By: Costas Bocelli — October 8, 2020
Don’t Let Uncle Sam Screw You Over Anymore!
If you’re an investor in search of income, that’s the stone cold reality for today -- and for the foreseeable future, as well.
Just have a look at the yield investors are fetching for Uncle Sam’s finest paper.
(Click any image to enlarge)
Today, the yield on a U.S. 10-Year Treasury bond is 0.78%
That’s far below the rate of inflation.
The government’s preferred measure of inflation -- Core Personal Consumption Expenditures -- tells us that inflation is running at a 1.6% annualized rate.
But in the real world, price inflation is much higher for things that people need the most, like food, medicine, healthcare, and shelter.
Now that the economy has been rocked by the coronavirus pandemic, interest rates are at historic lows.
In the graphic above, we can see the U.S. 10-Year Treasury bond has been in a trading range of 0.50% to 0.90% since March.
The 10-Year yield has actually been creeping higher over the past two weeks.
The 0.78% yield is the highest since June… yippee.
Think it’s going meaningfully higher?
Don’t count on it!
Because the Federal Reserve is hell bent on keeping interest rates lower for longer.
The Fed can easily control short-term rates by setting the Fed Funds rate -- the interbank lending rate -- and what it pays on excess reserves to its member banks.
Currently, short-term rates are zero-bound (0-.25%).
And the Fed has explicitly communicated its intention to keep it that way for a very long time.
The Fed’s latest projection has short-term rates staying at zero for at least the next three years.
Longer-term interest rates are a little bit trickier to control.
But the Fed can and has been doing plenty to artificially pressure longer-term yields lower and, in turn, screw over income-seeking investors.
It does this through buying and accumulating Treasury bonds, aka, quantitative easing.
And the Fed is buying a lot these days.
The Fed’s balance sheet is now over $7 trillion and it stands to go higher. The Fed has already signaled that its bond-buying program will continue at the current or greater pace as needed to support the economic recovery.
So you’d expect that if the 10-Year yield tries to break out above the trading range, the Fed will be in there aggressively buying bonds and pushing the yield back down.
Again, sticking it to income-seeking investors.
But the reality is that the Fed has no other choice, because the government needs to keep interest rates at rock-bottom levels.
You see, the U.S. government’s finances are a hot mess.
The liabilities on the balance sheet have been rising at an alarming rate ever since the credit crisis of 2008.
Trillion-dollar budget deficits have been the norm during the depths of the great recession.
But this year has been a crusher.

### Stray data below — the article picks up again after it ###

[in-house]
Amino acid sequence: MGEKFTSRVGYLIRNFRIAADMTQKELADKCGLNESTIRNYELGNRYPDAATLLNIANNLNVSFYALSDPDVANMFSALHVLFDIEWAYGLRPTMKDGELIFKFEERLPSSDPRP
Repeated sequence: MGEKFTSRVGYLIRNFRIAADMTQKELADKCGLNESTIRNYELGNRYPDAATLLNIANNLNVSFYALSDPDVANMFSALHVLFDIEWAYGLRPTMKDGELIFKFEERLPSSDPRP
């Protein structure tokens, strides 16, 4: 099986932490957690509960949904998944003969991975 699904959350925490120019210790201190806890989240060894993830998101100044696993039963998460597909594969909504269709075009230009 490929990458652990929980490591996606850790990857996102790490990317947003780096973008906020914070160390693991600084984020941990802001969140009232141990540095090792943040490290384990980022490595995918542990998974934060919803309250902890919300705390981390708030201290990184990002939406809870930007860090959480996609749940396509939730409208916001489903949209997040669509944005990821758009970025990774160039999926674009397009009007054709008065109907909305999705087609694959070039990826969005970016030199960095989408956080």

The fiscal year (2020) just ended and the budget deficit is to top $3.3 trillion due to the pandemic virus and economic shutdown.
The national debt held by the public now stands at $21 trillion.
So that means for the first time since the end of World War II, federal debt will exceed annual gross domestic product next year.
The government is also working on another stimulus package that could be worth upward of $1.6 trillion.
And here’s the thing…
The Treasury has to pay interest on the enormous pile of debt.
So it’s in the government’s best interest to keep interest rates lower for longer.
But this is nothing new.
In fact, income-oriented investors have been getting screwed for years, if not for decades.
Here’s another chart on the U.S. 10-Year Treasury bond yields, only this one goes back 25 years (to 1995).
Do you see a trend in the yield of longer-dated Treasury bonds?
Of course, it’s clearly DOWN.
And based on the dire state of the government’s financial health, it’s likely to remain so for a very, very long time.
Heck, we could even see negative-yielding interest rates one day, like we find in the European sovereign bond complex.
So for those investors who are reliant on a steady source of income... it’s only getting harder and harder to find relatively high yields.
Fortunately, there are alternatives for investors who seek higher-yielding returns in today’s market environment.
Income-oriented investors can look to U.S. Equities.
It’s a great time to be in U.S. Equities, as it’s the highest rated in terms of relative strength among the six major broad asset classes.
Many dividend-paying stocks generate returns higher than what you can earn through traditional fixed-income vehicles, such as CDs, money markets, and Treasury bonds.
Take the S&P 500 Index, the large-cap primary benchmark for U.S. Equities.
There are currently 315 stocks within this index that are yielding more than 1% annually.
And there are 204 stocks that yield more than 2% annually, or nearly triple the returns of a U.S. 10-Year Treasury bond.
In other words, income-oriented investors can construct a high-yielding portfolio by targeting a selection of U.S. stocks.
And if constructed properly, it can generate steady, reliable income month after month. If you focus on the rights ones, there’s also the potential for long-term capital appreciation on the income-generating assets.
In next week’s column, I’m going to show you how to construct an income-oriented portfolio that will generate income each and every month.
And you can do it by buying and holding as few as three stocks.
So if you're just getting started, it’s very easy to construct an income-generating portfolio.
Next week’s column is one that you won't want to miss -- especially when I reveal this income-generating strategy and three high-quality investment ideas.
I’ll see you next Thursday!